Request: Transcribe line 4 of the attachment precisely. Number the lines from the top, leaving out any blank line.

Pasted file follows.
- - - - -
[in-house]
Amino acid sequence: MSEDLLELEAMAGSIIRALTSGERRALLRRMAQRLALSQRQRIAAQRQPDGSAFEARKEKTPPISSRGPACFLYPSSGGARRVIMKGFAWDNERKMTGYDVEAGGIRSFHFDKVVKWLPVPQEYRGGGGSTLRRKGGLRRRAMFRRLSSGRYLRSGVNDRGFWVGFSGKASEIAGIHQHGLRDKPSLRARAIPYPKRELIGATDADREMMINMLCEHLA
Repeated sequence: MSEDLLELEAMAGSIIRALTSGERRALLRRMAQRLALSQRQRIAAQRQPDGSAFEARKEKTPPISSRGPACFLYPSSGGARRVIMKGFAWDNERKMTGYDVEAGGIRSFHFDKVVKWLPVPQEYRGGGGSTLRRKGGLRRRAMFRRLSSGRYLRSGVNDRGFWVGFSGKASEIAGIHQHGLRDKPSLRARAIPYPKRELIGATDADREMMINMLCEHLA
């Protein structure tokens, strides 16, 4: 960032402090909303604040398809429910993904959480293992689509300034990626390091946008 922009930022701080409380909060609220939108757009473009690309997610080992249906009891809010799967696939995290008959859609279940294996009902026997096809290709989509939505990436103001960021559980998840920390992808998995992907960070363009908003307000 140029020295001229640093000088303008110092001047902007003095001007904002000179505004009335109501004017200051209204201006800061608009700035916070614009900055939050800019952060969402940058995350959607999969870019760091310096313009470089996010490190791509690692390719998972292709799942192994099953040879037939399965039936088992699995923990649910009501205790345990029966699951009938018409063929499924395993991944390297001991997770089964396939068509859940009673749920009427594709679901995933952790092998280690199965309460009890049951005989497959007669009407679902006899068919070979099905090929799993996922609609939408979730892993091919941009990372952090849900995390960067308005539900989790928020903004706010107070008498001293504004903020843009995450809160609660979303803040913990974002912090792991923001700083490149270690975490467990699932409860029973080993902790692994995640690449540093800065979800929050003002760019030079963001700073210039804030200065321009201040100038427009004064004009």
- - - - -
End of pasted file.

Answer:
């Protein structure tokens, strides 16, 4: 960032402090909303604040398809429910993904959480293992689509300034990626390091946008 922009930022701080409380909060609220939108757009473009690309997610080992249906009891809010799967696939995290008959859609279940294996009902026997096809290709989509939505990436103001960021559980998840920390992808998995992907960070363009908003307000 140029020295001229640093000088303008110092001047902007003095001007904002000179505004009335109501004017200051209204201006800061608009700035916070614009900055939050800019952060969402940058995350959607999969870019760091310096313009470089996010490190791509690692390719998972292709799942192994099953040879037939399965039936088992699995923990649910009501205790345990029966699951009938018409063929499924395993991944390297001991997770089964396939068509859940009673749920009427594709679901995933952790092998280690199965309460009890049951005989497959007669009407679902006899068919070979099905090929799993996922609609939408979730892993091919941009990372952090849900995390960067308005539900989790928020903004706010107070008498001293504004903020843009995450809160609660979303803040913990974002912090792991923001700083490149270690975490467990699932409860029973080993902790692994995640690449540093800065979800929050003002760019030079963001700073210039804030200065321009201040100038427009004064004009």